Total Knee Replacement Patients

You will experience swelling in the joint. The swelling will be reabsorbed by your body over time, especially as you develop adequate muscle strength. You may have bruising in the operated leg as well. This may travel down the leg with gravity.

Dressing: The dressing typically is removed 3 days after surgery. If there is still drainage, a new dressing will be applied and changed daily until the drainage stops. You can get the incision wet with showering after 3 days. Dab a towel over the incision to dry. No bathing for 4 weeks after surgery.

Incision: Staples should be removed 10-14 days after surgery. If you are discharged to a rehab facility from the hospital, the staples will be removed by the staff there. If you are discharged to your home, your visiting nurse will remove the staples at home.

Medications: The injectable blood thinner should be continued for 2 weeks after surgery. Once completed, take an aspirin daily for another 2 weeks. Resume all home meds after surgery. If you are given narcotic pain medicine, take a stool softener twice day.

Ice Machine: If you are interested in an ice machine, please contact the office. If you do not use an ice machine, use ice packs to control the pain and swelling. Do not put the ice directly on the skin. Use ice for 20 minutes at a time, 3-5 times a day.

Physical Therapy: Please contact the office for an outpatient physical therapy prescription as soon as you are 1) discharged from your rehabilitation facility, or 2) discharged from your visiting physical therapist at home. If you are unhappy with your physical therapy visits to your home, do not hesitate to contact the office to begin outpatient physical therapy immediately.

Exercises: Never place a pillow under the operated knee. Please place a towel roll under the ankle and work on achieving full extension during the first week after surgery. Other exercises that may be performed are shown below. Our goal is for you to achieve 90 degrees of flexion and full extension by your first post-op visit.

CPM: Continuous passive machines are optional. Please contact our office if you would like to receive a CPM machine at home.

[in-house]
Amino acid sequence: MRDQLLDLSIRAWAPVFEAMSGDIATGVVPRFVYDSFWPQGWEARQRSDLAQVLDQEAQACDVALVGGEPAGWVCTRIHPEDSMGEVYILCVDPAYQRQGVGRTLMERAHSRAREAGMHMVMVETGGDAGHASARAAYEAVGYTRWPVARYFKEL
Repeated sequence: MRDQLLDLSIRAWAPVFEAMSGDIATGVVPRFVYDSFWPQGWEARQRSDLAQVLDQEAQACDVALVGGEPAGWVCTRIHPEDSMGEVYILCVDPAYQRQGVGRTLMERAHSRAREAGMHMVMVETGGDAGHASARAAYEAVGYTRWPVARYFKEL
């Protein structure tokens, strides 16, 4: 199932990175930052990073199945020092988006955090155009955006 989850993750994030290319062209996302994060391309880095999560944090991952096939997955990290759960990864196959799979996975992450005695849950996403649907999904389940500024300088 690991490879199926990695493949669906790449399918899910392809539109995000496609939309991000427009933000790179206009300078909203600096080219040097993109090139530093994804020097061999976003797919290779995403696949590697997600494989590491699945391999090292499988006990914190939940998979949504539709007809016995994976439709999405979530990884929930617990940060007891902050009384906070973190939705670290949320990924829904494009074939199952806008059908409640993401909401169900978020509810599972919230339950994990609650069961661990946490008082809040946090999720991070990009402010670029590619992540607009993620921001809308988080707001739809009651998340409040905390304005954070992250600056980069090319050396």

Driving: You will discuss when you can drive with your surgeon. Generally, driving begins 4-6 wks after surgery. You should be completely off your pain meds to drive.

Follow-up: Your follow-up visit will be 4 weeks after surgery.

Knee-straightening exercises

Knee-straightening exercises: Place a small, rolled up towel under your leg just above your heel so that your heel is not touching the bed. Tighten your thigh. Try to fully straighten your knee and to touch the back of your knee to the bed. Hold fully straightened for 5 to 10 seconds. Repeat until your thigh feels fatigued.

Sitting supported knee bends: Sit on a bed or chair with your thighs supported. Alternately straighten and bend your knee, using the foot of your unoperated leg to push your operated leg up (left-hand illustration) and back (right) as far you can. Hold your knee in the full bent/straightened position for 5 to 10 seconds. Repeat several times until your leg feels fatigued or until you can completely bend and straighten your knee.

Sitting supported knee bends Sitting supported knee bends
Sitting unsupported knee bends

Sitting unsupported knee bends: Sit on a bed or chair with your thighs supported. Bend your knee as far as you can until your foot rests on the floor. With your foot lightly resting on the floor, slide your upper body forward in the chair to increase
Your knee bend. Hold for 5 to 10 seconds. Straighten your knee fully. Repeat several times until your leg feels fatigued or until you can completely bend your knee.

Bed-supported knee bends

Bed-supported knee bends: Bend your knee as much as possible while sliding your foot on the bed. Hold your knee in a maximally bent position for 5 to 10 seconds and then straighten. Repeat several times until your leg feels fatigued or until you an cCompletely bend your knee.

Advanced exercises and activities

A full recovery will take time. The pain from your problem knee before your surgery and the pain and swelling after surgery have weakened your knee muscles. The following exercises and activities will help your knee muscles recover fully.

Standing knee bends: Standing erect with the aid of a walker or crutches, lift your thigh and bend your knee as much as you can. Hold for 5 to 10 seconds. Then straighten your knee, touching the floor with your heel first. Repeat several times until fatigued.

Standing knee bends
Assisted knee bends

Assisted knee bends: Lying on your back, place a folded towel over your operated knee and drop the towel to your foot. Bend your knee and apply gentle pressure through the towel to increase the bend. Hold for 5 to 10 seconds. Repeat several times until fatigued.

Knee exercises with resistance: You can perform any of the early or advanced exercises with light weights around your ankle. (Inexpensive wraparound ankle weights with Velcro straps can be purchased at most sporting goods stores.) These resistance exercises usually can begin four to six weeks after your surgery. Use one- to two-pound weights at first; gradually increase the weight as your strength returns.

Stationary bicycle exercise: Exercising on a stationary bicycle is an excellent activity to help you regain muscle strength and knee mobility. Adjust the seat height so that the bottom of your foot just touches the pedal with your knee almost straight. Pedal backwards at first. Pedal forward only after a comfortable backwards cycling motion is possible. As you become stronger (at about 4 to 6 weeks) slowly increase the tension on the pedals. Pedal forward 10 to 15 minutes twice a day, gradually building up to 20 to 30 minutes 3 to 4 times a week.